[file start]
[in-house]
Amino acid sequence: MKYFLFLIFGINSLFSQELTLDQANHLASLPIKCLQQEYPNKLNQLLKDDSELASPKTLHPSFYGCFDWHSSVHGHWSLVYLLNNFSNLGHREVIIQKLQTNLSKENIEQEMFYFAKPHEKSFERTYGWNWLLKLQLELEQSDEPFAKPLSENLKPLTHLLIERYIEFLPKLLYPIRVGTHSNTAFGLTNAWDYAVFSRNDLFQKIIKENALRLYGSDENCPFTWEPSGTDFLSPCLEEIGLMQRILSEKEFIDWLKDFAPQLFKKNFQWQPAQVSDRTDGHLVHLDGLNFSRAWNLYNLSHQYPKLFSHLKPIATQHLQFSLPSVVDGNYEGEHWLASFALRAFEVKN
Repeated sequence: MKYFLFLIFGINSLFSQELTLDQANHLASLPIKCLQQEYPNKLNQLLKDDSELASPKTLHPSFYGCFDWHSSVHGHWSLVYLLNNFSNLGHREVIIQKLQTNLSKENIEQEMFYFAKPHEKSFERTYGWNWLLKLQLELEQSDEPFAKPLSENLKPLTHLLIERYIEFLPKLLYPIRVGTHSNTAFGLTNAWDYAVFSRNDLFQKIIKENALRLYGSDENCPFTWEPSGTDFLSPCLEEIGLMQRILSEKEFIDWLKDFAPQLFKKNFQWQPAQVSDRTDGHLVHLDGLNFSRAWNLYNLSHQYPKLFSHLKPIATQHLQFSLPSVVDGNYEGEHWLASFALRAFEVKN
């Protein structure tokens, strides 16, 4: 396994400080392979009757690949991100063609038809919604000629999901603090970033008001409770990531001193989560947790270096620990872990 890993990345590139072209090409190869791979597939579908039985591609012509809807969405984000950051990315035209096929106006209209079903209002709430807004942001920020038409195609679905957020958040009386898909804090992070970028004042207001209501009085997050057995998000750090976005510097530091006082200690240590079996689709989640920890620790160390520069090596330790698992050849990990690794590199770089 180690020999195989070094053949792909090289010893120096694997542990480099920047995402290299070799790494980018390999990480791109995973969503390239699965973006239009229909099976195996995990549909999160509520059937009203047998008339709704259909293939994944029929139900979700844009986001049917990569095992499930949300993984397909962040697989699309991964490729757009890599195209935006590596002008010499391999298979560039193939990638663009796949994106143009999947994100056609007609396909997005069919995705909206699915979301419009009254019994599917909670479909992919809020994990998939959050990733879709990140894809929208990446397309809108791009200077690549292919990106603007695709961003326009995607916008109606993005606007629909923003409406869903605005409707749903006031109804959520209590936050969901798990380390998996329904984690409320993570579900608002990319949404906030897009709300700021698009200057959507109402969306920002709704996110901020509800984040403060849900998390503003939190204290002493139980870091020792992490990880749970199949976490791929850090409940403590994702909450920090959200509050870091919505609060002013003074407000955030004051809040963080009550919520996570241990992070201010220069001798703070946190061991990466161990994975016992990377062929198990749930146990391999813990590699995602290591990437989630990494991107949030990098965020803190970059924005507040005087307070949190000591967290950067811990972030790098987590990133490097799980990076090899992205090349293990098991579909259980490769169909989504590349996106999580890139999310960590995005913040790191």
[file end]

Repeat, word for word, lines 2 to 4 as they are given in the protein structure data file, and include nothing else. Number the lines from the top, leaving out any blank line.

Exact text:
Amino acid sequence: MKYFLFLIFGINSLFSQELTLDQANHLASLPIKCLQQEYPNKLNQLLKDDSELASPKTLHPSFYGCFDWHSSVHGHWSLVYLLNNFSNLGHREVIIQKLQTNLSKENIEQEMFYFAKPHEKSFERTYGWNWLLKLQLELEQSDEPFAKPLSENLKPLTHLLIERYIEFLPKLLYPIRVGTHSNTAFGLTNAWDYAVFSRNDLFQKIIKENALRLYGSDENCPFTWEPSGTDFLSPCLEEIGLMQRILSEKEFIDWLKDFAPQLFKKNFQWQPAQVSDRTDGHLVHLDGLNFSRAWNLYNLSHQYPKLFSHLKPIATQHLQFSLPSVVDGNYEGEHWLASFALRAFEVKN
Repeated sequence: MKYFLFLIFGINSLFSQELTLDQANHLASLPIKCLQQEYPNKLNQLLKDDSELASPKTLHPSFYGCFDWHSSVHGHWSLVYLLNNFSNLGHREVIIQKLQTNLSKENIEQEMFYFAKPHEKSFERTYGWNWLLKLQLELEQSDEPFAKPLSENLKPLTHLLIERYIEFLPKLLYPIRVGTHSNTAFGLTNAWDYAVFSRNDLFQKIIKENALRLYGSDENCPFTWEPSGTDFLSPCLEEIGLMQRILSEKEFIDWLKDFAPQLFKKNFQWQPAQVSDRTDGHLVHLDGLNFSRAWNLYNLSHQYPKLFSHLKPIATQHLQFSLPSVVDGNYEGEHWLASFALRAFEVKN
């Protein structure tokens, strides 16, 4: 396994400080392979009757690949991100063609038809919604000629999901603090970033008001409770990531001193989560947790270096620990872990 890993990345590139072209090409190869791979597939579908039985591609012509809807969405984000950051990315035209096929106006209209079903209002709430807004942001920020038409195609679905957020958040009386898909804090992070970028004042207001209501009085997050057995998000750090976005510097530091006082200690240590079996689709989640920890620790160390520069090596330790698992050849990990690794590199770089 180690020999195989070094053949792909090289010893120096694997542990480099920047995402290299070799790494980018390999990480791109995973969503390239699965973006239009229909099976195996995990549909999160509520059937009203047998008339709704259909293939994944029929139900979700844009986001049917990569095992499930949300993984397909962040697989699309991964490729757009890599195209935006590596002008010499391999298979560039193939990638663009796949994106143009999947994100056609007609396909997005069919995705909206699915979301419009009254019994599917909670479909992919809020994990998939959050990733879709990140894809929208990446397309809108791009200077690549292919990106603007695709961003326009995607916008109606993005606007629909923003409406869903605005409707749903006031109804959520209590936050969901798990380390998996329904984690409320993570579900608002990319949404906030897009709300700021698009200057959507109402969306920002709704996110901020509800984040403060849900998390503003939190204290002493139980870091020792992490990880749970199949976490791929850090409940403590994702909450920090959200509050870091919505609060002013003074407000955030004051809040963080009550919520996570241990992070201010220069001798703070946190061991990466161990994975016992990377062929198990749930146990391999813990590699995602290591990437989630990494991107949030990098965020803190970059924005507040005087307070949190000591967290950067811990972030790098987590990133490097799980990076090899992205090349293990098991579909259980490769169909989504590349996106999580890139999310960590995005913040790191």